Starbucks: Supreme Court rules 8-1 for Union Busting

Malik Miah

The Starbucks Elmwood store in Buffalo, NY was the first store to win their union, inspiring workers across the country to begin their union campaigns.

THE U.S. SUPREME Court sided with Starbucks in a June 13 decision that will make it harder for labor advocates to win court injunctions against employers engaged in anti-labor practices, in this case firing union organizers.

The Supreme Court, an unelected body appointed for life and controlled by hard right extremists, ruled for the employing class against workers at the large coffee brewing company.

In an 8-1 vote, with two of three “liberals” siding with the ultra-rightists, the court upheld Starbuck’s firing of seven union organizers at a Starbucks store in Memphis, Tennessee.

Workers United president Lynne Fox responded in a statement posted on the union’s website.


The implications go far beyond the coffee store giant. It makes it easier for all employers to bust unions across the country, including at manufactures such as those in the auto industry.

As reported by the Los Angeles Times and other news media outlets, the Court ruling “limited the power of judges and the National Labor Relations Board (NLRB).

“In doing so, the justices set a higher legal standard to prevent judges from deferring to the labor board in pending disputes.”

Justice Clarence Thomas, known for his hostility toward unions and his pro-big business agenda, said, “A preliminary injunction is an ‘extraordinary’ equitable remedy that is never awarded as a right.”

Lynne Fox said the unionizing efforts will not be deterred:

“Regardless of large corporations’ machinations at the Supreme Court, workers are continuing to organize. Just last week, workers at 20 Starbucks stores filed petitions to join Starbucks Workers United. And there are nearly 450 union Starbucks stores across the country. Workers momentum is unstoppable, and they will not let the Supreme Court slow them down.”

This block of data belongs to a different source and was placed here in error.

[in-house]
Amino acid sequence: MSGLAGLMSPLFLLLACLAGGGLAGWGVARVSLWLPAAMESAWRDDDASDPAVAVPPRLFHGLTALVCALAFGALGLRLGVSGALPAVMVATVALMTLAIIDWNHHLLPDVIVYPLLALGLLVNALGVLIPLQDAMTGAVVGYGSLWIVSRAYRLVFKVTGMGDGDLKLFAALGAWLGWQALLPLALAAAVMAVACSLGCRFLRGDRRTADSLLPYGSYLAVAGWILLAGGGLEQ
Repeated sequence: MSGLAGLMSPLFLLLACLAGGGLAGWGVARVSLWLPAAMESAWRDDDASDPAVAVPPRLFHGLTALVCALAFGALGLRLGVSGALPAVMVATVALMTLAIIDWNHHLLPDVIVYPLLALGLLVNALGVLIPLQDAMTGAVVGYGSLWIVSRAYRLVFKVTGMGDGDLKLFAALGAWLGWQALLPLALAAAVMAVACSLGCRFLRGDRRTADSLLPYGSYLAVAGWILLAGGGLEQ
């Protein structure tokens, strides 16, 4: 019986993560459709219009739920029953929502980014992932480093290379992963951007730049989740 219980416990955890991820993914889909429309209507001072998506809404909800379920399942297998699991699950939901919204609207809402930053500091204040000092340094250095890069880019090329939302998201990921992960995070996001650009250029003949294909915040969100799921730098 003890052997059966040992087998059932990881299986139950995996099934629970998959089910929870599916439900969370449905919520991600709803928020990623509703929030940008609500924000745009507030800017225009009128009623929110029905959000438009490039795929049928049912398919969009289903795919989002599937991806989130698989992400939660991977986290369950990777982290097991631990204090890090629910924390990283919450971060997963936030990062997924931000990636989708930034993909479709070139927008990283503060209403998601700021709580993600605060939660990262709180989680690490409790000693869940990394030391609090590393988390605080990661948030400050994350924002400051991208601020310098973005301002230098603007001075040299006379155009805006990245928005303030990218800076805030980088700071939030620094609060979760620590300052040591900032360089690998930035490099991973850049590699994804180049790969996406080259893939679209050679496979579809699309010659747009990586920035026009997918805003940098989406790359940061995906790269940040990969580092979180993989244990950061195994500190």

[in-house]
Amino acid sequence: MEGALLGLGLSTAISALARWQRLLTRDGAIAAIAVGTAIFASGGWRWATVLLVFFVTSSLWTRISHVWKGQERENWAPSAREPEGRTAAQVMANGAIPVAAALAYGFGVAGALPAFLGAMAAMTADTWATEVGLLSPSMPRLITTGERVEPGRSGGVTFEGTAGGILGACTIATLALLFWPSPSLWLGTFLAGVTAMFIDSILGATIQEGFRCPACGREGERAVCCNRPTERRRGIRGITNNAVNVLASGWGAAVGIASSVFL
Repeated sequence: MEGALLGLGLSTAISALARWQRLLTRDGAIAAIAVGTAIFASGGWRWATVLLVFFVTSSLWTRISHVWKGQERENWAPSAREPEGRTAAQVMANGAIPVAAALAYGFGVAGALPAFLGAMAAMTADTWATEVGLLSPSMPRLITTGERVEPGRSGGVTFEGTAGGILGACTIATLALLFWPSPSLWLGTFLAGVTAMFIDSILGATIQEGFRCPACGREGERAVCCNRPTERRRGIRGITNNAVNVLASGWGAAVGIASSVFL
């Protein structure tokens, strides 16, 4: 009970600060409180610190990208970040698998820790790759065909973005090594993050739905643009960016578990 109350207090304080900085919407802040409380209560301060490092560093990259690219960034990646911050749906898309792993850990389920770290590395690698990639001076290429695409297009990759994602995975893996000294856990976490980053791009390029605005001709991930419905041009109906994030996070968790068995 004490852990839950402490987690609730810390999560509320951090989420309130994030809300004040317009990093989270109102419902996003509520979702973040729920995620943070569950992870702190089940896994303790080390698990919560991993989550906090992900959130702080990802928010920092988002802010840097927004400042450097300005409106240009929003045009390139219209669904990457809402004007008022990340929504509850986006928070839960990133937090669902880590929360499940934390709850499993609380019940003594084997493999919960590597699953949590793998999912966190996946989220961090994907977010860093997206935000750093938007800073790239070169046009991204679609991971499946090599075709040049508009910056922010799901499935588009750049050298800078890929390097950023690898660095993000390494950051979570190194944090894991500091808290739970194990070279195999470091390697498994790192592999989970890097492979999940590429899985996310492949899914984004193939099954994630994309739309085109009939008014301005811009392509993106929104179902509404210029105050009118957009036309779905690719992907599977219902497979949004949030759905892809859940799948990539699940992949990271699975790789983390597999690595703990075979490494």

AFL-CIO president Liz Shuler said the Court had “sided with corporate power over Starbucks baristas today in a direct attack on the fundamental freedom to organize a union on the job.

“This decision sets a higher threshold for courts to reinstate workers who have been unfairly fired. In a system that is already stacked against workers, this will make it even harder for them to get back their jobs.”


Starbucks owners have presented themselves to the public as supporters of liberal causes. The reality is that Starbucks has a notorious anti-union management, would rather fire workers speaking up for their rights, and has closed stores and reopened with new ones to keep the union out.

The coffee company said it took the Memphis case, known as Starbucks vs. Mckinney, to the high court seeking to “level the playing field” in what the company called a “union-friendly” legal standard that allowed judges to intervene early and to rule against the employers.

Starbucks lawyer Lisa Blatt said that such injunctions practically amount to “the whole ballgame.”

This is false. Most rulings historically have been slow and deliberate and rarely gave labor what it deserved. The anti-labor bent of the Supreme Court gave Starbucks management an expectation of a favorable ruling to stop court injunctions against employers.

The NLRB says these temporary injunctions are needed to protect workers who were fired in violation of the labor laws. But the companies say they should not be forced to rehire employees who break their work rules.

In February 2022, Starbucks fired seven baristas in Memphis who were seeking to organize a union. The company said the dismissals arose from “significant violations” of their safety and security policies. They said the employees had remained in the store after closing hours and invited local media to interview them.

Starbucks Workers United filed a complaint with the NLRB, contending the workers were fired in retaliation for their organizing efforts. Kathleen McKinney, an NLRB regional director, petitioned a federal judge to issue an order protecting the workers while the board considered their complaint.

U.S. District Judge Sheryl Lipman agreed there was “reasonable cause” to believe the workers had a valid claim, and she ordered Starbucks to rehire the seven employees.

Starbucks lawyers argued that in other non-labor cases, judges rarely issue such temporary injunctions and do so only if they are convinced the suing parties are likely to win in the end.

The bottom line: workers can only rely on their own power to defeat employers like Starbucks.

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